With the food source gone, these plants have nothing to feed on. However, complete removal may not be feasible in cases where there are many other leguminous plants.

For such, pruning of affected limbs may serve to limit the damage.

  • Attracting Kudzu Predators

Not many predators are known to feed on kudzu bugs readily. This can be traced to the toxic odor kudzu bugs release. Despite this, a few predators have been identified that will still feed on kudzu bugs.

These include exotic ants, spined soldier bugs, mermithid nematodes, and spiders.

Other potential predators that could be your ally include lady beetles, assassin bugs, big-eyed bugs, and minute pirate bugs. Any of these could serve to get rid of kudzu bugs.

  • Use of Essential Oils

Essential oils can prove helpful in combating kudzu bug infestations.

Such oils are most ideal in mild infestation situations. Using this technique, a plant or two infested by these bugs can be treated. Kudzu essential oils for treatment include peppermint, lavender, and tea tree.

Any of these will serve the purpose. So, how do you apply, and what’s the proper treatment dosage? Only a few drops of your preferred essential oil will need to be used.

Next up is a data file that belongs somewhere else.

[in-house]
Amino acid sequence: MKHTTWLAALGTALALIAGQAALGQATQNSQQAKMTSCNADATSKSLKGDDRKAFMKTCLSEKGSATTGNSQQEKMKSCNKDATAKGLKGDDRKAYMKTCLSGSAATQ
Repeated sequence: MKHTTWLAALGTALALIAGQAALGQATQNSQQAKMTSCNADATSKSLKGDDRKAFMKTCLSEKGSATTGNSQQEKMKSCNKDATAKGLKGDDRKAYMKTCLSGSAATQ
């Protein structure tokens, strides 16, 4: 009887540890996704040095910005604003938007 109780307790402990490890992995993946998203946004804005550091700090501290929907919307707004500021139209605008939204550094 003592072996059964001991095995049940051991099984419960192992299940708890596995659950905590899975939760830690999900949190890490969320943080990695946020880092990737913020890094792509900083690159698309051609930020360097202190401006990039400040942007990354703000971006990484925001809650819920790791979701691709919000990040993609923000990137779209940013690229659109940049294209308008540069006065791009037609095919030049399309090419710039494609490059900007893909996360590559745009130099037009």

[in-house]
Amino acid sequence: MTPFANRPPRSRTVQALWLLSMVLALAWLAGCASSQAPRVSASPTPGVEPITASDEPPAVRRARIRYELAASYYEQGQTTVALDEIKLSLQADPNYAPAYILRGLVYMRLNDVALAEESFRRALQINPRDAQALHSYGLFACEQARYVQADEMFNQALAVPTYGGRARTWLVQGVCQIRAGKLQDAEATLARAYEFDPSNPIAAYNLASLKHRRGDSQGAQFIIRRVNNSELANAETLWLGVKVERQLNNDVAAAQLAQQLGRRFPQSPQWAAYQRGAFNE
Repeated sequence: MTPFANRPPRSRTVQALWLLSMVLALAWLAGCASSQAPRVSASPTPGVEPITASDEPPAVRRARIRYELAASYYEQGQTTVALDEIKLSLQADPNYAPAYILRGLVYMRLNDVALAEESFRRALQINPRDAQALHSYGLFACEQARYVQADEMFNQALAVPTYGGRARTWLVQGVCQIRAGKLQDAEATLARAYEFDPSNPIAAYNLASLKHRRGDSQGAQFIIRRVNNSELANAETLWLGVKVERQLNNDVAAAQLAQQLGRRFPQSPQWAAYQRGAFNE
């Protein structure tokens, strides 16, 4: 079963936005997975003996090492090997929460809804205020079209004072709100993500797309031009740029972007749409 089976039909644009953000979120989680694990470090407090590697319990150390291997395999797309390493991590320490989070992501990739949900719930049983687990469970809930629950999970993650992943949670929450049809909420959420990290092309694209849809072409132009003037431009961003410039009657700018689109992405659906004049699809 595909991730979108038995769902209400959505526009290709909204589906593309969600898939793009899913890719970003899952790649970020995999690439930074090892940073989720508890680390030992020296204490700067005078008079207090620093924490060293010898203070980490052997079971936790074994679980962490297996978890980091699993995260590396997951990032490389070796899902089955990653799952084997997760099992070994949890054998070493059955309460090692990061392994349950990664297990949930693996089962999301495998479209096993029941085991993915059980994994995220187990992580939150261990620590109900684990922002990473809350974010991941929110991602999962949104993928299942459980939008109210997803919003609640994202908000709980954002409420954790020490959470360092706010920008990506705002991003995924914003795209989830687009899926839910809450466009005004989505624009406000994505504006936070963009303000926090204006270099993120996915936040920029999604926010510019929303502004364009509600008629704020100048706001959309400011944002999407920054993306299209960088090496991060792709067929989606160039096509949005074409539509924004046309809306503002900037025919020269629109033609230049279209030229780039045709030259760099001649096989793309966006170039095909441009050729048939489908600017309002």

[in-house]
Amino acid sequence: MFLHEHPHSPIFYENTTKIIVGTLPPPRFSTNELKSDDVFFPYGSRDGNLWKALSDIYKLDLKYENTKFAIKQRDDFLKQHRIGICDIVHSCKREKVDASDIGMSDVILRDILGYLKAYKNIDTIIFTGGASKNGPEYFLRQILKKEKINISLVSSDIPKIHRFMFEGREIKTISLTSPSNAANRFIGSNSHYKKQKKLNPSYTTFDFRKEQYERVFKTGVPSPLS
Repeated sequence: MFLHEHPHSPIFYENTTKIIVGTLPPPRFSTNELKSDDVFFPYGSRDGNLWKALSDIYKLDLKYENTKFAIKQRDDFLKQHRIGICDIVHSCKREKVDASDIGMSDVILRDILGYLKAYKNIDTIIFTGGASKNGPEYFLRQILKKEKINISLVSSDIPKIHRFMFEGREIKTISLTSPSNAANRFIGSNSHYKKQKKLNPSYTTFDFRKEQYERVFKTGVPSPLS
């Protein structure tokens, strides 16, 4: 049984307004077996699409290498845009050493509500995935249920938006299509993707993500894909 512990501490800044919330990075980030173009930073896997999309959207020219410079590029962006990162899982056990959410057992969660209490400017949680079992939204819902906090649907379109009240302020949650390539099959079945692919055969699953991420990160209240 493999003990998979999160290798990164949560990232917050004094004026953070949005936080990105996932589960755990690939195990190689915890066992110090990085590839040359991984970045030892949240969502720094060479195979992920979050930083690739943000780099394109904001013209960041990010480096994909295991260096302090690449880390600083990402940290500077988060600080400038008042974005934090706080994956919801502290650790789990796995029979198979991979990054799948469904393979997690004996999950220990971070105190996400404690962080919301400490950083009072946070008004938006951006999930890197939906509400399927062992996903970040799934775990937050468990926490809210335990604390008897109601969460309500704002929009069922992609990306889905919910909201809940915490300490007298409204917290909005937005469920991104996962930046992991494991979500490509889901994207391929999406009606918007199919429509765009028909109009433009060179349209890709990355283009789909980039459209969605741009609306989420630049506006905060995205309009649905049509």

Add a cup or more water to the essential oil in the spray bottle and shake.

Now your natural pesticide is ready for application. Spray on infested areas and repeat the process for a few days. That should provide some form of relief from kudzu bugs.

ii. Chemical Treatment Approach

Though toxic, the chemical treatment approach tends to be the best way to rid your plants and surroundings of kudzu bugs. Before using any pesticide, it’s best to read the use instructions on the pesticide label carefully.

The best pesticide sprays on kudzu bugs contain synthetic pyrethroids as active ingredients. Examples include lambda-cyhalothrin, bifenthrin, cyfluthrin, and permethrin.

These are the basics for getting rid of kudzu bugs from your garden. So far, we’ve considered the different approaches and the multiple treatment options under each category.